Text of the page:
As the chants and flag-waving subsided, people across the country began to ask the same, inevitable question about the U.S. Supreme Court's decision last week to strike down the federal Defense of Marriage Act:
What does this mean for legally married gay couples?
Where gay marriage is recognized — now 13 states plus the District of Columbia — the answer seems clear.
In Florida, which has banned such unions, the answer lies somewhere between "it depends" and "check back later.''
Even experts don't know entirely what the ruling means for gays who legally married elsewhere but now live in Florida.
"I think (the ruling) gives a false confidence that everything is taken care of and it's not," said University of Florida law professor Lee-Ford Tritt. "It's going to be very confusing for people."
The Tampa Bay Times spoke to four legal experts and reviewed pertinent literature to identify and explore some of the biggest issues in question:
Most experts agree that, for the moment, legally married gay couples living in Florida cannot file their income taxes jointly.
The IRS considers a couple's state of residence at the time of filing, but that may soon change.
"This is something that we think can be fixed administratively," said Susan Sommer, director of constitutional litigation for Lambda Legal, a national nonprofit that has been fighting for gay rights since 1973.
President Barack Obama has made clear that his administration will make as many benefits available to gay couples as it can. A change in IRS policy, Sommer said, would not take an act of Congress — it may simply require a push from the president.
Like the IRS, the Social Security Administration typically looks to the "place of domicile" to determine spousal benefits, which again would leave out married gay couples in Florida.
Changing that may require more than a directive from Obama.
"Unfortunately," Sommer said, "there's going to need to be more work beyond DOMA's demise."
Experts are unsure whether court or congressional action would be necessary, but some predict Floridians won't wait.
"I think there's going to be gay flight," said Miami-based lawyer Elizabeth Schwartz, a nationally recognized advocate for gay and lesbian rights. "I think people are going to pick up and go."
Still, couples who began receiving Social Security benefits before moving to Florida shouldn't have a problem.
There is little doubt on this one. Gay or straight Americans who legally marry citizens of other countries may pursue a green card and permanent benefits for their spouses.
The federal government now views residents of all states the same on this issue.
What remains unclear is how people in civil unions might be affected. Experts have recommended such couples get married before filing.
Federal workers and active duty military
Perhaps no Floridians benefited more from Wednesday's decision than gay and lesbian members of the military and other federal employees.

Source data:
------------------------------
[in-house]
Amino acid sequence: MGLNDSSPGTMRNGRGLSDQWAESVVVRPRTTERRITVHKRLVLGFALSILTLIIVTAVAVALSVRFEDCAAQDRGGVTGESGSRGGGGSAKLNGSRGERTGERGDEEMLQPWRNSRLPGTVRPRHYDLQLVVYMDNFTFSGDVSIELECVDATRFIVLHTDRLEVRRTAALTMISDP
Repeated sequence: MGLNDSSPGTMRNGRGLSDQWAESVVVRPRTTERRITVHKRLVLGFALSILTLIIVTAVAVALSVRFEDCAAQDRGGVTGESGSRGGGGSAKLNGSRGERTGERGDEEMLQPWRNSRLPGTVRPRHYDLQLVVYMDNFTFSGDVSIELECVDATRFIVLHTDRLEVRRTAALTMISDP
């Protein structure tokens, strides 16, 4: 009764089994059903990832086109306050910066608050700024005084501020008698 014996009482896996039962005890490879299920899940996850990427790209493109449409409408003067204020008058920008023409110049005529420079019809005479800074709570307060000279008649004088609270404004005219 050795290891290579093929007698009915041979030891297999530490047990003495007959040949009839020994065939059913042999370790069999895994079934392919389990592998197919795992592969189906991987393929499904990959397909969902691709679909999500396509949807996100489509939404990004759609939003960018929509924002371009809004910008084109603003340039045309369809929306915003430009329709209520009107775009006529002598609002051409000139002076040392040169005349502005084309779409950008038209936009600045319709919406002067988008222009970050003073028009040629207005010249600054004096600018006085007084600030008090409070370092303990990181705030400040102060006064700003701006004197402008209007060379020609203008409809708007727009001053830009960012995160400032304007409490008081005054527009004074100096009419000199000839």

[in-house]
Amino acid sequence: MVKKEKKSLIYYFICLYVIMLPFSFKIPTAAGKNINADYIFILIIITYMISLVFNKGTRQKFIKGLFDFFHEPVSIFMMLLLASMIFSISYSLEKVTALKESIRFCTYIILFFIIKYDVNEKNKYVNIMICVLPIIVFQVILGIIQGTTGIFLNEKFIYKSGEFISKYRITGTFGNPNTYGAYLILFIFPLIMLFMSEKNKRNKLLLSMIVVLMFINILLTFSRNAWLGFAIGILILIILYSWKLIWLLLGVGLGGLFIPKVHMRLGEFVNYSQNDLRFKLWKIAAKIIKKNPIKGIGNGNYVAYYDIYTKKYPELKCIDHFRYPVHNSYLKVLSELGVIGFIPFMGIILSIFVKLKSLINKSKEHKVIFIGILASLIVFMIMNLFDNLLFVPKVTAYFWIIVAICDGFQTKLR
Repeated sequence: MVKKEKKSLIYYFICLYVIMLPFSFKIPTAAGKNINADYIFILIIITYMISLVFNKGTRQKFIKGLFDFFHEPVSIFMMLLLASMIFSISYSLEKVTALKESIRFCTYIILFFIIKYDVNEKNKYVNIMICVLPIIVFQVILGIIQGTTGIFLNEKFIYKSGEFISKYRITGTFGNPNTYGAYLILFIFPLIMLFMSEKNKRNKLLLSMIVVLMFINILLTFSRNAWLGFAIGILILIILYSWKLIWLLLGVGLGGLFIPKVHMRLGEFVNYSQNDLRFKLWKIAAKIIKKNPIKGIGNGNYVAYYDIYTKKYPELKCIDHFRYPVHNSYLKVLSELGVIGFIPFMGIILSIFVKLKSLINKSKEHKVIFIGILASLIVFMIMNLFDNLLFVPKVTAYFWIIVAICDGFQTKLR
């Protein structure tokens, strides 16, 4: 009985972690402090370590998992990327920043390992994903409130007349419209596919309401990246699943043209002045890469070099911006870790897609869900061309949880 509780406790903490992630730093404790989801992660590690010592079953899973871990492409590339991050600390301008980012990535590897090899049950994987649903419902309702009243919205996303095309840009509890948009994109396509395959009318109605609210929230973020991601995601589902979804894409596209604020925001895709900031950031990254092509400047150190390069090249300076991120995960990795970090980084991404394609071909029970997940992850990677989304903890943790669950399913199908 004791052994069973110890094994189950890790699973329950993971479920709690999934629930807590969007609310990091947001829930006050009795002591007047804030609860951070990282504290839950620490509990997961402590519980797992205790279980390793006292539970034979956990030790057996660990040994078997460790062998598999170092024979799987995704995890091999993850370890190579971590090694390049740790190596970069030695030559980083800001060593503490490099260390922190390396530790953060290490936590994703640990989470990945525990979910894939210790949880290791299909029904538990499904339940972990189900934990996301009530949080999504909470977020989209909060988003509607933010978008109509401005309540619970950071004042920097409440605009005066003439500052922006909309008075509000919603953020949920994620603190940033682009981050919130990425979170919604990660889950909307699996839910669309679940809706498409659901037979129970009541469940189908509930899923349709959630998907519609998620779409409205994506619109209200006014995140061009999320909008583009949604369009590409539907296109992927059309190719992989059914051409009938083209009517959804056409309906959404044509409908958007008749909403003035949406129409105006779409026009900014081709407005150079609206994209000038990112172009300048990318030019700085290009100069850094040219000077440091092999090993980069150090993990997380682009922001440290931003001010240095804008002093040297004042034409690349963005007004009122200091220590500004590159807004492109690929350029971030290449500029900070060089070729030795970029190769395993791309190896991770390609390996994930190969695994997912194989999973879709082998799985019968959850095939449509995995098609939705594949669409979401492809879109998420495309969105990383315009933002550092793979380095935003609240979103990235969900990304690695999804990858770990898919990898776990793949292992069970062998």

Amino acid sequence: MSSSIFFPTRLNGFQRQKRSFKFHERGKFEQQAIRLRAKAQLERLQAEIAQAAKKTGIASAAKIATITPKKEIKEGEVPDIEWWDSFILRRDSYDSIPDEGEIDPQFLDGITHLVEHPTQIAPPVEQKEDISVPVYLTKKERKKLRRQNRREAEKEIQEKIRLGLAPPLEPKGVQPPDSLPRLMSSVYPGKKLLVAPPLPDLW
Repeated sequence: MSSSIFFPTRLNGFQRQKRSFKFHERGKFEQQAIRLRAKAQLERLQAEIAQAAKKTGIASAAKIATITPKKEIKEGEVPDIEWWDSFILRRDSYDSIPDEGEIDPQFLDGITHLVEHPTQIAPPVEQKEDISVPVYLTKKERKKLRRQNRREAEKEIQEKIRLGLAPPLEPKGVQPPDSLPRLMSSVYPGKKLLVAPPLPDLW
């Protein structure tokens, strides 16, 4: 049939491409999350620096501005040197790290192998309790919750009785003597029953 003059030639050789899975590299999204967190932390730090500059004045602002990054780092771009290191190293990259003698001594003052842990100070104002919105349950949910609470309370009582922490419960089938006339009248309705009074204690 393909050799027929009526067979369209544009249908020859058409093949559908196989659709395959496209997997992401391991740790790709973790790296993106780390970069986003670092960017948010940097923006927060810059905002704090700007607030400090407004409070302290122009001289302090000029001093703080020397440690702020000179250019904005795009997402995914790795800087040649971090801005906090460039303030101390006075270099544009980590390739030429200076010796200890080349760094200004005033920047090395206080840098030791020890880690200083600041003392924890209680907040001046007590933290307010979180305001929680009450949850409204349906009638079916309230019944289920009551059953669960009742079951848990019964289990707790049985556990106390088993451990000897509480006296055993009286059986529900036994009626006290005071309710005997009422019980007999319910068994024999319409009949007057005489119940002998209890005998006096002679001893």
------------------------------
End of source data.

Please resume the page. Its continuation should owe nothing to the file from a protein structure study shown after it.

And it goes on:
"Once your spouse is recognized by the military as your spouse, the laws of the state in which you live no longer play a role in whether you remain eligible for spousal benefits from the military," according to a fact sheet produced this week by 11 national advocacy groups.
Experts say the same is true for all legally married federal employees.
It might stand to reason that the rules for veteran benefits would be consistent with those for active duty service members. They aren't.
"When it comes to veterans, unfortunately, that's another area similar to Social Security," Sommer said. She believes only action by the courts or Congress will change that.
Legal experts have considered two scenarios that would apply to Floridians:
If a gay couple got married in, say, Massachusetts and lived there when the benefits took effect, and later moved to Florida, the Department of Veterans Affairs would still recognize the couple as married and continue dispensing the benefits.
If, however, a gay couple married in Massachusetts, then applied for benefits in Florida, it's unlikely the VA would honor the marriage, experts think.
Medicare, the federal health insurance program for seniors and the disabled, will function in Florida just like Social Security, experts say.
That means people who are gay, 65 or older and have legally married in another state cannot get benefits for their spouses here. But couples who began receiving the benefits before moving to Florida should be fine.
Also, just like Social Security, it's unclear what it would take for the regulations to change.
Medicaid — which covers long-term care — is a joint state-federal program, with eligibility usually determined by the states. Lambda Legal advised that same-sex couples living in Florida probably will be treated as single for Medicaid purposes, but advised consulting a lawyer.
Times researcher Natalie A. Watson contributed to this report.